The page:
Italian Underwater Ace Gianfranco Gazzana-Priaroggia
When it came to submarine warfare in World War II, numerous countries produced great, successful commanders and undoubtedly the Germans were at the top, sinking more enemy ships than anyone else by a considerable margin. However, apart from the German U-Boat commanders, the most successful submarine commander of World War II was an Italian officer, Lieutenant Commander Gianfranco Gazzana Priaroggia. During his career, this Italian submarine ace sent more enemy shipping to the bottom than anyone from the Soviet, Japanese, British or American navies. When it came to undersea warfare, he was the best Italy had, the best anyone outside of Germany had and his name will always be remembered as one of the great, legendary figures in the submarine community. He was born in Milan to a family of Genoese ancestry on August 30, 1912 and entered the Italian Naval Academy in 1931. In January, 1935 he earned his appointment as a midshipman and in January of the following year was promoted to Sub-Lieutenant to complete his training on board the cruisers Trento and Trieste. In 1937 he volunteered for service in the submarine force.
Gazzana-Priaroggia’s first action in the submarine force was two special missions during the Spanish Civil War aboard the Balilla class submarine Domenico Millelire. This was the second boat of the Balilla class which were the first Italian subs built after the First World War. In October of 1938 he was posted to the Malachite, one of the Perla class submarines of the 600 Series. He was serving on the Malachite when the Kingdom of Italy entered World War II but was soon promoted to full Lieutenant and executive officer on the submarine Durbo, one of the Adua class of the 600 Series. Later, he served again as second-in-command of the submarine Tazzoli, after April 5, 1941 under the command of the Italian submarine ace Lieutenant Commander Carlo Fecia di Cossato. In that capacity he contributed to the sinking of twelve Allied ships, accounting for 68,000 tons. This was in the difficult waters of the Atlantic, heavily guarded by the massive British Royal Navy but one day Gazzana-Priaroggia would go on to break the record of even his capable commander who would himself go on to sink a total of 18,000 tons of Allied shipping.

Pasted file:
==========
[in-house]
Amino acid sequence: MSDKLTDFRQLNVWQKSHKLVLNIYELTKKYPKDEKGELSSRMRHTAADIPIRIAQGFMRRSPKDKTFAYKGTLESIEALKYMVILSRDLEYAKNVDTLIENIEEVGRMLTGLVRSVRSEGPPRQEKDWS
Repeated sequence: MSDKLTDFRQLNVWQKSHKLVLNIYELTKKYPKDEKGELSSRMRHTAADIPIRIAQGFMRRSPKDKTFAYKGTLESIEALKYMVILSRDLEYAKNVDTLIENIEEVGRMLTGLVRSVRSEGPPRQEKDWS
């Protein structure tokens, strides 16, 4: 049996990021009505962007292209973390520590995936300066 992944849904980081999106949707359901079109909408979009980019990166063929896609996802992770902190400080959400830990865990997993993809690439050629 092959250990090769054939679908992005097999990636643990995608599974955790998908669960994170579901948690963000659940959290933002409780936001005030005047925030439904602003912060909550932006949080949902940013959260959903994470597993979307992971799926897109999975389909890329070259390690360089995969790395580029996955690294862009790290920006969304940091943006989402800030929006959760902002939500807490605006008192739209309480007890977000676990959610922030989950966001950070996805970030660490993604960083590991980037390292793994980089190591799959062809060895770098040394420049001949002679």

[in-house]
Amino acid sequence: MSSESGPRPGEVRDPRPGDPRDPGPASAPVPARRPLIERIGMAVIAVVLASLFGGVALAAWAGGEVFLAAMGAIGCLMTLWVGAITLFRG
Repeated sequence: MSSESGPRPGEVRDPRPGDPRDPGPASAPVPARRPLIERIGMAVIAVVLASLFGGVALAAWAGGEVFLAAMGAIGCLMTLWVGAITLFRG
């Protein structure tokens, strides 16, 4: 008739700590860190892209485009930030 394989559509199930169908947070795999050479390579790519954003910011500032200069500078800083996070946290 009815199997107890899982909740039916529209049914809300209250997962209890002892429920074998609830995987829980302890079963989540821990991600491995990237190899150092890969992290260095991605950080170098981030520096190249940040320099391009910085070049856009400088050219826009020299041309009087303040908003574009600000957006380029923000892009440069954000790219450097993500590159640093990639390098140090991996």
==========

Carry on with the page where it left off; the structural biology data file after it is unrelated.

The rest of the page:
After gaining all of this valuable experience, Gazzana-Priaroggia was finally given command of his own submarine, the Archimede, one of the five Brin class subs built to replace those handed over to the Spanish Nationalists. It had made a harrowing escape from Italian East Africa to reach the French coast to participate in the war in the Atlantic. On August 10, 1942 Gazzana-Priaroggia was given his most famous command, the Marconi class submarine Leonardo da Vinci which would prove the most successful Italian submarine of the war. Operating out of Bordeaux, the Italian submarine base in the Atlantic (Betasom), Gazzana-Priaroggia took a terrible toll as he hunted along the Allied shipping lanes. On May 6, 1943 he was given a battlefield promotion to Lieutenant Commander and during his career earned 3 Bronze Medals of Military Valor and 2 Silver Medals of Military Valor. Ultimately, his total would be 90,601 Gross Registered Tons of Allied shipping sunk, higher than any other non-German submarine commander. Because of his record of success and the regard the sailors who served under him had for their captain, he was nicknamed Ursus atlanticus.
Leonardo da Vinci
However, for a captain who saw so much action and faced death so fearlessly, his good fortune was bound to run out. On his way back to base from another successful patrol (for which he earned his promotion to Capitano di corvetta) his submarine was spotted by the British destroyer HMS Active and the frigate HMS Ness just west of Cape Finisterre. Hopelessly outmatched, Gazzana-Priaroggia and his sailors fought to the last but the Leonardo da Vinci was sunk and lost with all hands, the captain going down with his boat. This was a terrible blow for the Regia Marina and the Italian nation as a whole as their most successful submarine commander was gone. In death, he was given his final recognition being posthumously awarded the Knight’s Iron Cross from Germany and the Gold Medal for Military Valor by King Vittorio Emanuele III. He had not survived the war but his name will live on forever in the submarine community as one of the best there has ever been. As a testament of his legacy, in 1993 the Italian navy named the last of the Nazario Sauro class boats, the Primo Longobardo sub-class boat S525 the Gianfranco Gazzana Priaroggia in his honor.